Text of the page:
Keep The Flow Going | WWF Malaysia

Keep The Flow Going

Posted on 01 May 2017
Kuala Paloh Delta area which is part of the Rajang Delta system.
© WWF-Malaysia / Flora Eliza Saban
~ Flow is the main driver of biodiversity in rivers ~
Flora Eliza Saban joined WWF-Malaysia, Sarawak Conservation Programme, as an intern in July 2015. Not long after graduating from Universiti Malaysia Sarawak in Bachelor of Science in Plant Resource Science and Management, she was offered a job as communications assistant in 2016. This gives her the opportunity to be involved in other programmes. Recently, she took part in a field trip held under Freshwater Management and Water Security strategy to learn more about river flows.

Kuching: What I love about rivers is that you’ll never step into the same spot twice in the same river, as the water course is always changing as water finds its natural pathway to flow. Flow is the main driver of biodiversity in rivers. Each type of natural flow pattern plays its own important ecological roles in a river.

On a recent field trip to the Rajang-Belawai Delta, WWF-Mexico Freshwater Coordinator & Practice Leader, Sergio Salinas Rodriguez, joined the freshwater team from Sarawak and Peninsular Malaysia to have a look at the river flows and ecosystems in the delta. Sergio, who works on water reserves management and the conservation of aquatic ecosystems in Mexico, shared with us the approaches to establish baseline hydrological understanding of a river basin.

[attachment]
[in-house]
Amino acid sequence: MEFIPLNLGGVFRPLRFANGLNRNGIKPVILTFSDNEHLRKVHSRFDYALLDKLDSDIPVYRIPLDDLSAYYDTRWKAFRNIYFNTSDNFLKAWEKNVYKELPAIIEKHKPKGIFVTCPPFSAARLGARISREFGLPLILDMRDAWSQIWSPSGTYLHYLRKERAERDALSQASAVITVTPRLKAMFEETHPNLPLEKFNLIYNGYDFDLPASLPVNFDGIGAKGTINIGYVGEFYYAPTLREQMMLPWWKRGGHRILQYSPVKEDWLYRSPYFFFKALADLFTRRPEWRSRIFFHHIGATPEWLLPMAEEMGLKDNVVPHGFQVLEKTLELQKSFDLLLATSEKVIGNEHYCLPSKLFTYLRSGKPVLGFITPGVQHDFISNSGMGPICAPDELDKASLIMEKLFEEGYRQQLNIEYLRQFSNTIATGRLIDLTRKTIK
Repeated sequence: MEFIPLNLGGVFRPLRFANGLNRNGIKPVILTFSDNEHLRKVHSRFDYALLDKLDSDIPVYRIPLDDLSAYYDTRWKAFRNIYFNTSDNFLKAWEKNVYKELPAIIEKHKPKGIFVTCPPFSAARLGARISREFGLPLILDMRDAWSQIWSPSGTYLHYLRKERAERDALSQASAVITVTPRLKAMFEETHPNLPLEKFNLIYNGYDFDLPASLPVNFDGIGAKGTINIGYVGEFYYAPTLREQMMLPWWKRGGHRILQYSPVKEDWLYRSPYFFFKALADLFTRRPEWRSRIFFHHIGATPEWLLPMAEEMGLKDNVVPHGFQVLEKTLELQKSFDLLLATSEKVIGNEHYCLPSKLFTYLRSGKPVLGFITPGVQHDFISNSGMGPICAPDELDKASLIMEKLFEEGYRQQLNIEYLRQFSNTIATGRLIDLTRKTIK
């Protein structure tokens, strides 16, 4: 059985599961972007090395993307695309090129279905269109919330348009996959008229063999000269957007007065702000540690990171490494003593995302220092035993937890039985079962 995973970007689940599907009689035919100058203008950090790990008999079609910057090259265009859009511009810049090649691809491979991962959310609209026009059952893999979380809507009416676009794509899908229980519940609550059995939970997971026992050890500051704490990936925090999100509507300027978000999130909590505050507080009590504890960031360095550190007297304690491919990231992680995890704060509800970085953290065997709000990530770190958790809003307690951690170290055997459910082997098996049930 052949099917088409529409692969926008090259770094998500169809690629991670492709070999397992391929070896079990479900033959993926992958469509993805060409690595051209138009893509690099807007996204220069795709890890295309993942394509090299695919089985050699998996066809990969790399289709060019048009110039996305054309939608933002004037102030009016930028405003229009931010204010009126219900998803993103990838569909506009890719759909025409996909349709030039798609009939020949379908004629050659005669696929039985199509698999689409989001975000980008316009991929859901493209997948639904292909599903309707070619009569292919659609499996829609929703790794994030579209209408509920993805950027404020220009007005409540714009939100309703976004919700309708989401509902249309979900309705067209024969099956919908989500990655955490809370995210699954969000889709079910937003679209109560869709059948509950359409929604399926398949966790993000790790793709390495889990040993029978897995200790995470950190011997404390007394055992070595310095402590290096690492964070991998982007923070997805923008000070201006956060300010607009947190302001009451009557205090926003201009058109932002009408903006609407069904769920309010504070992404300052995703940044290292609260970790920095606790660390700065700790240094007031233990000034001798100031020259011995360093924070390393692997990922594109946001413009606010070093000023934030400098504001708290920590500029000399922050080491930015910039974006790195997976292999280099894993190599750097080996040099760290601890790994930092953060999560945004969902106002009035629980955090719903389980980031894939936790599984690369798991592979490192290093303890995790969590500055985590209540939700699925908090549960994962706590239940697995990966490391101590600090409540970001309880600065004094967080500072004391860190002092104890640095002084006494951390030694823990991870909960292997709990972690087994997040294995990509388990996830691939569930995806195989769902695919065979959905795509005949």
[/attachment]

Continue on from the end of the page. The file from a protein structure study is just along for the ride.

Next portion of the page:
The Rajang Delta is fed by the longest river in Malaysia, which is the Rajang River. The river flows 560 km northwest of Borneo and its basin covers 40% of Sarawak’s land area. The delta contains large tracts of mangrove and peat ecosystems in Sarawak. There is an estimated 91,000 ha of mangroves in the delta, one of the few remaining last large complexes of mangrove systems in Sarawak. These mangroves are habitat to many protected wildlife. Hornbills such as oriental pied and bushy crested hornbills have been sighted. Migratory birds such as the Chinese egret congregate here. Other resident species include the lesser adjutant stork, silver leaf and proboscis monkeys.

Mangrove species from the genus Rhizophora and Avicennia also shield the riverbanks, providing a calm and peaceful sanctuary. One of the speicies that have been observed to take advantage of this is the Irrawaddy dolphins. These dolphins live in harmony with humans. You may spot them swimming around the fishermen’s boat, looking for fish treats.

We in WWF-Malaysia believe that the responsibility of managing river basins to ensure that clean water is available for all, including nature, needs joint efforts and cooperation. Thus, WWF-Malaysia’s Freshwater Programme has been working closely with the government and private sector, to ensure that the river basin is managed with consideration for flows that sustain the river and its aquatic ecosystem health. We promote the implementation of Integrated Watershed Management, sustainable water use, as well as conservation of important freshwater habitats. Integrated Watershed Management is a process that promotes the coordinated development and management of water, land and related resources without compromising the sustainability of vital ecosystems.

Flora Eliza Saban
Communications Assistant
Kuala Paloh Delta area which is part of the Rajang Delta system.
© WWF-Malaysia / Flora Eliza Saban Enlarge
There is an estimated 91,000 ha of mangroves in the delta.
© WWF-Malaysia / Flora Eliza Saban Enlarge
Irrawaddy dolphins are categorized as vulnerable in the IUCN Red List of Threatened Species.
© Sarawak Dolphin Project Enlarge
A silvered langur with its baby.
© WWF-Malaysia / Belinda Lip Enlarge
The Rajang River is also home to giant freshwater prawn.
© Belinda Lip Enlarge